with or without
The House of Books series indeed ignites a whole series of reference projects: houses of books, houses for books, small libraries, installations and pavilions literally or metaphorically building upon the knowledge constructed in books.
Here, two small architectural works that, in different ways, raise attention to the political delicacy of books. First, the installation 1:2001 made by Finnish architect Sami Rintala in Firenze, Italy in 2001.
From the site of Rintala-Eggertson:
"10.000 religious, political and philosophical books that would have otherwise been destroyed, were collected from universities and libraries around the world. They were brought to Piazza della Reppublica in Firenze, Italy, and used as material for the work. Seen from outside all different languages, titles and colours form a rich collage. Inside all is just harmonous white paper.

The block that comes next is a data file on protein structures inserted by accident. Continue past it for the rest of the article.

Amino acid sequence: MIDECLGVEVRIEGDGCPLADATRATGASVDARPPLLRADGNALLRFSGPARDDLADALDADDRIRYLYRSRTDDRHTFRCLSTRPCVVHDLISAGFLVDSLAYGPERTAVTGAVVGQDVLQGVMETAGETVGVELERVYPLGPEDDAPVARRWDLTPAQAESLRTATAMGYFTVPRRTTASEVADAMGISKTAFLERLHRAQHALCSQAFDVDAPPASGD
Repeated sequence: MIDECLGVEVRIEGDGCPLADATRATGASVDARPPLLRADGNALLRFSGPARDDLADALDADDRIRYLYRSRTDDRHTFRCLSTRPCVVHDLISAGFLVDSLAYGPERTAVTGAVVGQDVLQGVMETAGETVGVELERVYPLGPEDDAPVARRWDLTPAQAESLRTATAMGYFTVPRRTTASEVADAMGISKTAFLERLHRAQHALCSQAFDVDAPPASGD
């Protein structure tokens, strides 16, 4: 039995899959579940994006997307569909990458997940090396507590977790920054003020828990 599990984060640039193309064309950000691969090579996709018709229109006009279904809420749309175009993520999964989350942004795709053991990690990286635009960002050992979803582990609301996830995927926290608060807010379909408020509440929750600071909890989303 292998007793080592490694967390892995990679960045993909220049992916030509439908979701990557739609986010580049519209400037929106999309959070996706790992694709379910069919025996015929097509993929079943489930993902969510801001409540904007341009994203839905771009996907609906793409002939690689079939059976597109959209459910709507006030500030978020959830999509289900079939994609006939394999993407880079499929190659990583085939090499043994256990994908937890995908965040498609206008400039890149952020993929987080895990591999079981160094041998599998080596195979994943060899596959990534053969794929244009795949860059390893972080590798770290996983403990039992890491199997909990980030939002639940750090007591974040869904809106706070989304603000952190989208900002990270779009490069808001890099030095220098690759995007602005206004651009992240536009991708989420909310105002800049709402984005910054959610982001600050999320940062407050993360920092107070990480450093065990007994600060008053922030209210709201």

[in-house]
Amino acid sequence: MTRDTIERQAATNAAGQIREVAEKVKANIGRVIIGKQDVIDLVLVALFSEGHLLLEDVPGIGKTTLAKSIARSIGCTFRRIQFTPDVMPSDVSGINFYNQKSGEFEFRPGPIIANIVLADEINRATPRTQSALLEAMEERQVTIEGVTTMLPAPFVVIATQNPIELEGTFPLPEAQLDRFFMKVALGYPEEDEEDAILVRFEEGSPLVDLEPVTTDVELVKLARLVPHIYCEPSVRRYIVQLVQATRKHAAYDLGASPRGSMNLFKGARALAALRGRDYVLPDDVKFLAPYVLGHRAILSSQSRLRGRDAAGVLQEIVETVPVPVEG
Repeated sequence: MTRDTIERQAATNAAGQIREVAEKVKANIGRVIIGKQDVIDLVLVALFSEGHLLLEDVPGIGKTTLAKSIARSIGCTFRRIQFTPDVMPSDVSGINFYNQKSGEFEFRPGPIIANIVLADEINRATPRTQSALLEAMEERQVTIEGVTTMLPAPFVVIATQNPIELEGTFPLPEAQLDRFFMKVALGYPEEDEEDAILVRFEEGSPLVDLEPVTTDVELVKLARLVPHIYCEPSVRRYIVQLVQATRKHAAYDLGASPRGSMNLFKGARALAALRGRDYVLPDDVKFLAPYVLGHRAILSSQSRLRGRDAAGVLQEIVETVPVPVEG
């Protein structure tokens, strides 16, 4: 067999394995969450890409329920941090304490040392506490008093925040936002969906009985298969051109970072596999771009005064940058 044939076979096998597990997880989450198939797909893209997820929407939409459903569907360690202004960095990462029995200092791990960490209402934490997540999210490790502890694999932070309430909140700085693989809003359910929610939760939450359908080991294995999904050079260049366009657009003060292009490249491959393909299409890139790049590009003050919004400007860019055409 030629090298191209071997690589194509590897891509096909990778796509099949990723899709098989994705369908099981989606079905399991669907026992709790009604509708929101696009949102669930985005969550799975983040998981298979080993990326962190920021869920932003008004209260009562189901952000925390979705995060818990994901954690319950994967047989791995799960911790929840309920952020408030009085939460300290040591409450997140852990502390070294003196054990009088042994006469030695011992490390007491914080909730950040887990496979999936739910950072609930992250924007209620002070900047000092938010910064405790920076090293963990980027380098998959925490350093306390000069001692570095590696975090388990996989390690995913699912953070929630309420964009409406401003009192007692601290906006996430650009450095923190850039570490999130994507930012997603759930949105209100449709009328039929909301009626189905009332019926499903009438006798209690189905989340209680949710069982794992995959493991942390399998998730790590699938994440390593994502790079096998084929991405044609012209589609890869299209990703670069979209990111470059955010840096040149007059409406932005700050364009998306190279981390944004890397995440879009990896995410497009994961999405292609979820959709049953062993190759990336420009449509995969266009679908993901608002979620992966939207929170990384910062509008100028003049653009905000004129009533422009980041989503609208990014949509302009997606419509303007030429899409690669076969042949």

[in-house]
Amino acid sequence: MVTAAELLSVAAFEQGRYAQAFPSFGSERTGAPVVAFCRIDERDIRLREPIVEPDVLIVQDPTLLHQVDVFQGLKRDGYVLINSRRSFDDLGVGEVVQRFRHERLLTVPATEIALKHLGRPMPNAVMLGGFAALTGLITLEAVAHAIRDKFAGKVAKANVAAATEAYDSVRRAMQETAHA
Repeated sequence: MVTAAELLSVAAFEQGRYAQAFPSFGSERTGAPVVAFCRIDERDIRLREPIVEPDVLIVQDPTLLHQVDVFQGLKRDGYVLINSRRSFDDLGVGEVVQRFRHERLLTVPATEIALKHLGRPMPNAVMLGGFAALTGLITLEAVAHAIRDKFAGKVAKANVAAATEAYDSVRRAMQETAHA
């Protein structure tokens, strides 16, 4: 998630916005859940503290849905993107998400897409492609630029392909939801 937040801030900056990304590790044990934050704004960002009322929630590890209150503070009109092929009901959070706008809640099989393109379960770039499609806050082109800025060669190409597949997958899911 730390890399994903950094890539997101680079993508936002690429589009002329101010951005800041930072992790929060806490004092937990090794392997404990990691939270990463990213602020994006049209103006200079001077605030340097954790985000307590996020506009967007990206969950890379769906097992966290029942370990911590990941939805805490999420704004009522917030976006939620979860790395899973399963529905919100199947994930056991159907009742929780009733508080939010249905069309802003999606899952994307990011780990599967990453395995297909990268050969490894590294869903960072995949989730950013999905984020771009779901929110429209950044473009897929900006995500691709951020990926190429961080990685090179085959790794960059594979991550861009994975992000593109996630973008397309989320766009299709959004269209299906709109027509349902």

The process and the work itself received a lot of attention. The installation was destroyed in only 30 hours by the citizens of the Reneissance town, although the books were written in languages they can never read, such as Polish or Lithuanian. All the books were taken home, the installation continues its life in the bookshelves of the Florentian bourgeoise."
Second, the hidden library at the Bebelplabtz in Berlin, a work by Micha Ullman of 1995. This "library" sunken in the ground, is built upon the absence of book: the bookshelves would have been able to accommodate the huge amount of books that were destroyed during the nazi book burnings at this site in 1933.